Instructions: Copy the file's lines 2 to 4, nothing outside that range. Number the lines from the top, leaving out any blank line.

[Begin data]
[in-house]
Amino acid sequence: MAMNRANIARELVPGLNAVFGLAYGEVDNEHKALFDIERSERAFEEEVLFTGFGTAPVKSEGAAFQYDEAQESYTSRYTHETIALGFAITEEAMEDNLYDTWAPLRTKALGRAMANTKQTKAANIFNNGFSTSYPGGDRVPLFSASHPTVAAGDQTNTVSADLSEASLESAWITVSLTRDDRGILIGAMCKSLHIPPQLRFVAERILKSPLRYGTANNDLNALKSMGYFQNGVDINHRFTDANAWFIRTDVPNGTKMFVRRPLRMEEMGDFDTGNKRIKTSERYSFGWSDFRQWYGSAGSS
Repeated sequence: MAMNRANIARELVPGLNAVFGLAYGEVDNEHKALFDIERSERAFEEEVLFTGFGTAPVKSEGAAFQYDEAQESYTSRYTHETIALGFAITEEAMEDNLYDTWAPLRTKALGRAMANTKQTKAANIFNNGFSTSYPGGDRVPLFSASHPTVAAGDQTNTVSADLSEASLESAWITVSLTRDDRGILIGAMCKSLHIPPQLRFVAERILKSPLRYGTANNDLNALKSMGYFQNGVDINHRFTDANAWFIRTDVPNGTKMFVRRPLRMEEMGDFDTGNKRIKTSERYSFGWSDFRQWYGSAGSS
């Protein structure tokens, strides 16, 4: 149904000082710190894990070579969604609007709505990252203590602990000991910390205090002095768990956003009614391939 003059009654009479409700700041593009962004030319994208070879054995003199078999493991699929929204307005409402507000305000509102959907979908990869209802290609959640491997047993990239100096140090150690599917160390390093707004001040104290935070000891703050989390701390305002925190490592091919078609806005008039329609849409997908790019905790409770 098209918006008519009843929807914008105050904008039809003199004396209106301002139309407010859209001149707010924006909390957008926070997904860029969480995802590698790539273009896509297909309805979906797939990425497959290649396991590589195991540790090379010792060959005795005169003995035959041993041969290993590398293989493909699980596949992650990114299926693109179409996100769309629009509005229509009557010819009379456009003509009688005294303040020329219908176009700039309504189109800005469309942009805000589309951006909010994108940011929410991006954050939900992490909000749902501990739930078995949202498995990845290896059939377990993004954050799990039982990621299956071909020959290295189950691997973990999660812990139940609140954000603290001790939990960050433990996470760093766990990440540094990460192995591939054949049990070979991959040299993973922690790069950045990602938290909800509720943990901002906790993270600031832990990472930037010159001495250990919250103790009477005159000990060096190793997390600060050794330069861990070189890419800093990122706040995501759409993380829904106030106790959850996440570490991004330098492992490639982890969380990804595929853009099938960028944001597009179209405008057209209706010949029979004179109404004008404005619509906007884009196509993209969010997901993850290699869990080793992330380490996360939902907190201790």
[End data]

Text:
Amino acid sequence: MAMNRANIARELVPGLNAVFGLAYGEVDNEHKALFDIERSERAFEEEVLFTGFGTAPVKSEGAAFQYDEAQESYTSRYTHETIALGFAITEEAMEDNLYDTWAPLRTKALGRAMANTKQTKAANIFNNGFSTSYPGGDRVPLFSASHPTVAAGDQTNTVSADLSEASLESAWITVSLTRDDRGILIGAMCKSLHIPPQLRFVAERILKSPLRYGTANNDLNALKSMGYFQNGVDINHRFTDANAWFIRTDVPNGTKMFVRRPLRMEEMGDFDTGNKRIKTSERYSFGWSDFRQWYGSAGSS
Repeated sequence: MAMNRANIARELVPGLNAVFGLAYGEVDNEHKALFDIERSERAFEEEVLFTGFGTAPVKSEGAAFQYDEAQESYTSRYTHETIALGFAITEEAMEDNLYDTWAPLRTKALGRAMANTKQTKAANIFNNGFSTSYPGGDRVPLFSASHPTVAAGDQTNTVSADLSEASLESAWITVSLTRDDRGILIGAMCKSLHIPPQLRFVAERILKSPLRYGTANNDLNALKSMGYFQNGVDINHRFTDANAWFIRTDVPNGTKMFVRRPLRMEEMGDFDTGNKRIKTSERYSFGWSDFRQWYGSAGSS
């Protein structure tokens, strides 16, 4: 149904000082710190894990070579969604609007709505990252203590602990000991910390205090002095768990956003009614391939 003059009654009479409700700041593009962004030319994208070879054995003199078999493991699929929204307005409402507000305000509102959907979908990869209802290609959640491997047993990239100096140090150690599917160390390093707004001040104290935070000891703050989390701390305002925190490592091919078609806005008039329609849409997908790019905790409770 098209918006008519009843929807914008105050904008039809003199004396209106301002139309407010859209001149707010924006909390957008926070997904860029969480995802590698790539273009896509297909309805979906797939990425497959290649396991590589195991540790090379010792060959005795005169003995035959041993041969290993590398293989493909699980596949992650990114299926693109179409996100769309629009509005229509009557010819009379456009003509009688005294303040020329219908176009700039309504189109800005469309942009805000589309951006909010994108940011929410991006954050939900992490909000749902501990739930078995949202498995990845290896059939377990993004954050799990039982990621299956071909020959290295189950691997973990999660812990139940609140954000603290001790939990960050433990996470760093766990990440540094990460192995591939054949049990070979991959040299993973922690790069950045990602938290909800509720943990901002906790993270600031832990990472930037010159001495250990919250103790009477005159000990060096190793997390600060050794330069861990070189890419800093990122706040995501759409993380829904106030106790959850996440570490991004330098492992490639982890969380990804595929853009099938960028944001597009179209405008057209209706010949029979004179109404004008404005619509906007884009196509993209969010997901993850290699869990080793992330380490996360939902907190201790």